Journal of Cytology
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Year : 2011  |  Volume : 28  |  Issue : 2  |  Page : 91-92
Primary neuroendocrine carcinoma of breast

Department of Pathology, Pt. B.D. Sharma, PGIMS, Rohtak, Haryana, India

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Date of Web Publication12-May-2011

How to cite this article:
Singh S, Aggarwal G, Kataria SP, Kalra R, Duhan A, Sen R. Primary neuroendocrine carcinoma of breast. J Cytol 2011;28:91-2

How to cite this URL:
Singh S, Aggarwal G, Kataria SP, Kalra R, Duhan A, Sen R. Primary neuroendocrine carcinoma of breast. J Cytol [serial online] 2011 [cited 2023 Mar 28];28:91-2. Available from:


Neuroendocrine tumors are rare, slow-growing tumors derived from neuroendocrine cells, which are present throughout the body; they arise most commonly in the bronchopulmonary system and gastrointestinal tract. Neuroendocrine tumors of the breast are rare, accounting for less than 0.1% of all breast cancer and less than 1% of all neuroendocrine tumors. [1] Focal neuroendocrine differentiation can be found in different histological types of breast carcinoma including in situ and invasive ductal, lobular, colloid or papillary breast cancer. However, the term neuroendocrine carcinoma is applied when more than 50% of tumor shows such differentiation. The papillary neuroendocrine carcinoma of breast with classic morphological and phenotypic features is rare. We report a case of primary neuroendocrine breast carcinoma that was diagnosed preoperatively by fine needle aspiration cytology (FNAC) and subsequently confirmed by histology and immunohistochemistry. Only about 30 cases of primary neuroendocrine carcinoma of breast have been reported in the literature. [2]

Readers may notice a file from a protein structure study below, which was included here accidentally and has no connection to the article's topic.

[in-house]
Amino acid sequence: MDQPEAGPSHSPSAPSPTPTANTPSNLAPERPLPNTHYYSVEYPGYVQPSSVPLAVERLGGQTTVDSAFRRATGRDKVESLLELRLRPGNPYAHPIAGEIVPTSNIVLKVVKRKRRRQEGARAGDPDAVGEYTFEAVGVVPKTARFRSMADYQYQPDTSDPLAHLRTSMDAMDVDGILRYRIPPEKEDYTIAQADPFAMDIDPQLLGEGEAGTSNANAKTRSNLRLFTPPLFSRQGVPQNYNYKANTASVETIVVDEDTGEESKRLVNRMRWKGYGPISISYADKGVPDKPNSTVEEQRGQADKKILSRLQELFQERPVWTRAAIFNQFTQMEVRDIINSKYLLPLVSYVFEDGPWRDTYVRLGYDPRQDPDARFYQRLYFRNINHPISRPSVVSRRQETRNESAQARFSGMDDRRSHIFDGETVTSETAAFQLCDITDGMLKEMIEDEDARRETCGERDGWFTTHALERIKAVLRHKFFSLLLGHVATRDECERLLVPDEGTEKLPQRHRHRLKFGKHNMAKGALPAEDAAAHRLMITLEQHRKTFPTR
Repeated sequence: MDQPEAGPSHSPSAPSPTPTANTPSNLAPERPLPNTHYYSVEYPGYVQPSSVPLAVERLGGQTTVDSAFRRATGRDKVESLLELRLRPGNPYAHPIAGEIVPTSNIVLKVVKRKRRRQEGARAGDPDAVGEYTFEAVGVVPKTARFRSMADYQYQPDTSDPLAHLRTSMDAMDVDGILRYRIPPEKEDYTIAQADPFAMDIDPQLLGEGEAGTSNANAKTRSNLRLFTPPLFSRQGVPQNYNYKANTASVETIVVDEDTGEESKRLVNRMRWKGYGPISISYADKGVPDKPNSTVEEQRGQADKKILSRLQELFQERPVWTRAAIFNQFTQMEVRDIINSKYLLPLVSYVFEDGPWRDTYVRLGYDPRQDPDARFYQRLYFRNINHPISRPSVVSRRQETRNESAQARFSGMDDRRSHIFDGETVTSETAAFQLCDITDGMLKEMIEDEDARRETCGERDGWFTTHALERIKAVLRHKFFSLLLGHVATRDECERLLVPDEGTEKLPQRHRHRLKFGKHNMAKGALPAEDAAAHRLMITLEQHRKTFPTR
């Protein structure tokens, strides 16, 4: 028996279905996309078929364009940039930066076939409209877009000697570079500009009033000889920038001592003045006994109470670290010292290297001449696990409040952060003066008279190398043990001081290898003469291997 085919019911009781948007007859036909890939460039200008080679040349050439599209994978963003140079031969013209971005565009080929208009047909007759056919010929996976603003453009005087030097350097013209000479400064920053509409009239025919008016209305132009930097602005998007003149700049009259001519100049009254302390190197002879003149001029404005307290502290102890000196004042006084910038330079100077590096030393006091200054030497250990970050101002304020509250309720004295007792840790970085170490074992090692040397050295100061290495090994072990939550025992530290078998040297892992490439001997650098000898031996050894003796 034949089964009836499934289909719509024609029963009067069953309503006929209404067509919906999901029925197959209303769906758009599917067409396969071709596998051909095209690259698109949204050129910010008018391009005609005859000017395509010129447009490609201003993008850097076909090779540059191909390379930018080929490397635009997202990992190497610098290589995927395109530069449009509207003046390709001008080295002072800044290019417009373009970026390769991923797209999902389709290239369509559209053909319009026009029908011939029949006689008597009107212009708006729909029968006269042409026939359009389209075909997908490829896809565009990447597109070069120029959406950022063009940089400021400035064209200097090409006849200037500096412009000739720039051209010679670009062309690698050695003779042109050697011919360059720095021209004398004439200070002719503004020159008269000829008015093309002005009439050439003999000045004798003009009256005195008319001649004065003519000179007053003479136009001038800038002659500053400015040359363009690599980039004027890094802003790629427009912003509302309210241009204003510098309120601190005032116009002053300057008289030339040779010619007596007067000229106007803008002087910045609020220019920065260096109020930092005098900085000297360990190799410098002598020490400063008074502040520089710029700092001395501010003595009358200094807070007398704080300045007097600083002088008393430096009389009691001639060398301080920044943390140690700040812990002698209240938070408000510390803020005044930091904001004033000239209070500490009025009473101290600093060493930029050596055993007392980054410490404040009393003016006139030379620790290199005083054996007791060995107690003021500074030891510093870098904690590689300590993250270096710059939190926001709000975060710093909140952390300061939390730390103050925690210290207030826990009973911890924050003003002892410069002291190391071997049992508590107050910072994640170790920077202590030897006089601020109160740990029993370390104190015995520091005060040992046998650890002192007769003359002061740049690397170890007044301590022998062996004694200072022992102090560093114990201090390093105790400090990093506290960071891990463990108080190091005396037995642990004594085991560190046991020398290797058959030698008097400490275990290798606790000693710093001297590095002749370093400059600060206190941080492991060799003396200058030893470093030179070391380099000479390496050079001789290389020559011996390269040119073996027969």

A 60-year-old woman, a known case of ischemic heart disease presented with bloody discharge from nipple in surgery outpatients department (OPD). There was no palpable lump. Ultrasonography (USG) showed dilated ducts in right breast. Mammography was suggestive of ductal malignancy. Patient was referred for stereotactic FNAC. FNA smears stained with May-Grünwald-Giemsa (MGG) showed moderate cellularity. The dyscohesive cells were arranged in acinar structures and loose clusters with many dissociated cells. The cells were moderately pleomorphic, polygonal and plasmacytoid with abundant cytoplasm containing fine to coarse azurophilic granules particularly evident at cell borders and poles [Figure 1], occasional cells with prominent nucleoli were also seen. There were no areas of necrosis or mucoid degeneration. Mitotic figures were also not evident. Based on cytomorphology, a diagnosis of neuroendocrine carcinoma of breast was suggested and mastectomy was performed.
Figure 1: Moderately pleomorphic, polygonal and plasmacytoid cells with abundant cytoplasm containing fine to coarse azurophilic granules, particularly at cell borders and poles(MGG, ×400)